Something About UsWho We Are and What We Do
Let me see.
How do you fill in a page like this? What are the rules? The etiquette? The modus operandi?
Do you simply list the important things you may have done or said or written or eaten or visited or felt or… whatever, in a resume, bullet-point type of order? Is that what people need to know to discover who you are and what kind of platform you have to speak from? And, if so, how then do you list them? Does your list move in chronological order from eternity past to the present, from the “foundation of the world” until last Tuesday?
Or do you maybe list them in the order of their importance? But then, important to whom? Who determines what is truly important and worthy of mention and what is just bland, boring, recycle bin fluff? Do you, the reader on your side of the screen? Or do I, the writer on this side? Maybe it should be my wife or my family? Possibly the neighbors across the street or the people I go to church with?
No, this seems too cold, too formal, and far too academic.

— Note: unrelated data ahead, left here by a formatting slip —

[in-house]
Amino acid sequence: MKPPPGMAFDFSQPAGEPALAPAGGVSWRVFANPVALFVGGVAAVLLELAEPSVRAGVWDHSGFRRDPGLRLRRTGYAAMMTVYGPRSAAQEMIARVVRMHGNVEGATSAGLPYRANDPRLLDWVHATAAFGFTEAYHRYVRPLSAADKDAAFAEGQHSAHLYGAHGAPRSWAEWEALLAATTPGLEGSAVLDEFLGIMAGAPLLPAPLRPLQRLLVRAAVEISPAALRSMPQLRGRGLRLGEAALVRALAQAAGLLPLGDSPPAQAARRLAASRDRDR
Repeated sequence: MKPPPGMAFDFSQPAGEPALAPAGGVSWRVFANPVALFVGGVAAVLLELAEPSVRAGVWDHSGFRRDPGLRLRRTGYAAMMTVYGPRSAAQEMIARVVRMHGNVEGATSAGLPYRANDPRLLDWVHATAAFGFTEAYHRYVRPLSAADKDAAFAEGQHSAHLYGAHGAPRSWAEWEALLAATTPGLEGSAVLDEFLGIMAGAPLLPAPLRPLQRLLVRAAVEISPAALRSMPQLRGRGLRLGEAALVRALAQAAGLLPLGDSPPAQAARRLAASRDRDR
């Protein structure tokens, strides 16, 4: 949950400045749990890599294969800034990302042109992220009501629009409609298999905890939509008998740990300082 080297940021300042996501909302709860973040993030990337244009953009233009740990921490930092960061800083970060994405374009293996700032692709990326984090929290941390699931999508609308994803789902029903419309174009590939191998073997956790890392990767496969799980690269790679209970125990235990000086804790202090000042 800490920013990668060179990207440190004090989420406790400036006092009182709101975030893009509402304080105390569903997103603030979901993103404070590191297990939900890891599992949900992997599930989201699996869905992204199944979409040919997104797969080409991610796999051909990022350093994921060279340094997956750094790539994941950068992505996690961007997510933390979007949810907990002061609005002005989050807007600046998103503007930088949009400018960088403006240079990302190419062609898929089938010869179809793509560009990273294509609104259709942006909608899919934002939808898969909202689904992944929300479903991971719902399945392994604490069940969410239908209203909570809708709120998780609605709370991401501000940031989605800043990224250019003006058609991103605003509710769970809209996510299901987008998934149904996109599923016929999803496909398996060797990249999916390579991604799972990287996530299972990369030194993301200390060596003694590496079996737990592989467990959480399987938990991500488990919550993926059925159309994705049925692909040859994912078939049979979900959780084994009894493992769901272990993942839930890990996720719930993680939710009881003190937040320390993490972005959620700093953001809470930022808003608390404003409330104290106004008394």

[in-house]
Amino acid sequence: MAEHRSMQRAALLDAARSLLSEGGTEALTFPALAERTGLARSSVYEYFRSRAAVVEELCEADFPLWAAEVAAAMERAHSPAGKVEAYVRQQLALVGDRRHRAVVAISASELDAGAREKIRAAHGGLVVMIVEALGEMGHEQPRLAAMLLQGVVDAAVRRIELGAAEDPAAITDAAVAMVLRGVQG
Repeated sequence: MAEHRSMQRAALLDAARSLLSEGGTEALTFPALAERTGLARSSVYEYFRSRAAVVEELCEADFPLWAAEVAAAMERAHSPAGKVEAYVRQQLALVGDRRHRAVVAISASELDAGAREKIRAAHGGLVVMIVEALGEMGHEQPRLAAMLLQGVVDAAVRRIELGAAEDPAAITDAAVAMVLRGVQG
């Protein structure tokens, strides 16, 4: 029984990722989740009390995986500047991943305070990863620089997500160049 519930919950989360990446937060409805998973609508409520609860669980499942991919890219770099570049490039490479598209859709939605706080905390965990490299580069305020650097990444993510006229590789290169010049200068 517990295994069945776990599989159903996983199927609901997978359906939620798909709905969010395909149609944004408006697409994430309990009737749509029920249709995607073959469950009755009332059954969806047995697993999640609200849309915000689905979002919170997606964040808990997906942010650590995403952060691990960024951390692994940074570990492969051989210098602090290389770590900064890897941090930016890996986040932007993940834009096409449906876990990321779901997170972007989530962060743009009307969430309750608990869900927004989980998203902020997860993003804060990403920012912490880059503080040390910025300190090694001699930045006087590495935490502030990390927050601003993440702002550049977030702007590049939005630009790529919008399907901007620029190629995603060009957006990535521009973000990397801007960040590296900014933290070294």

For the sake of brevity, I think I’m going to tell you a bit about me this way:
- Christian – I affirm that Jesus is my Lord and Savior and the passion of my life.
- Protestant – I affirm the five “solas” of the Reformation.
- Reformed – I affirm the doctrines of grace and in the sovereignty of God.
- Evangelical – I believe the Gospel (which is the original and truest meaning of “evangelical”) and I believe all of it.
- Conservative – I tend to be traditional and restrained in my beliefs and cautious towards change, especially when it seems to be change merely for the sake of change. Why? Because I don’t particularly trust the organized church, our government, the media, or the culture in which we live. Or you, for that matter.
- Unfinished – Absolutely! The Lord is still working on me to teach me, among other things, how great He is and how unfinished I am. Seems I have to learn that lesson almost every day. Sometimes twice.
Then, on a more personal level…
- Married – I am married to my best friend and have been so for a little over 40 years.
- Father – I am the father of five and the grandfather of thirteen and counting.
- Pastor – I am the pastor of The Church Without Walls (www.thechurchwithoutwalls.org) in Gastonia, NC. We are a church made up of people who love Jesus but have had less than a positive experience with church. Oh, do you know some people like that? I’m not surprised. They seem to breed like kudzu.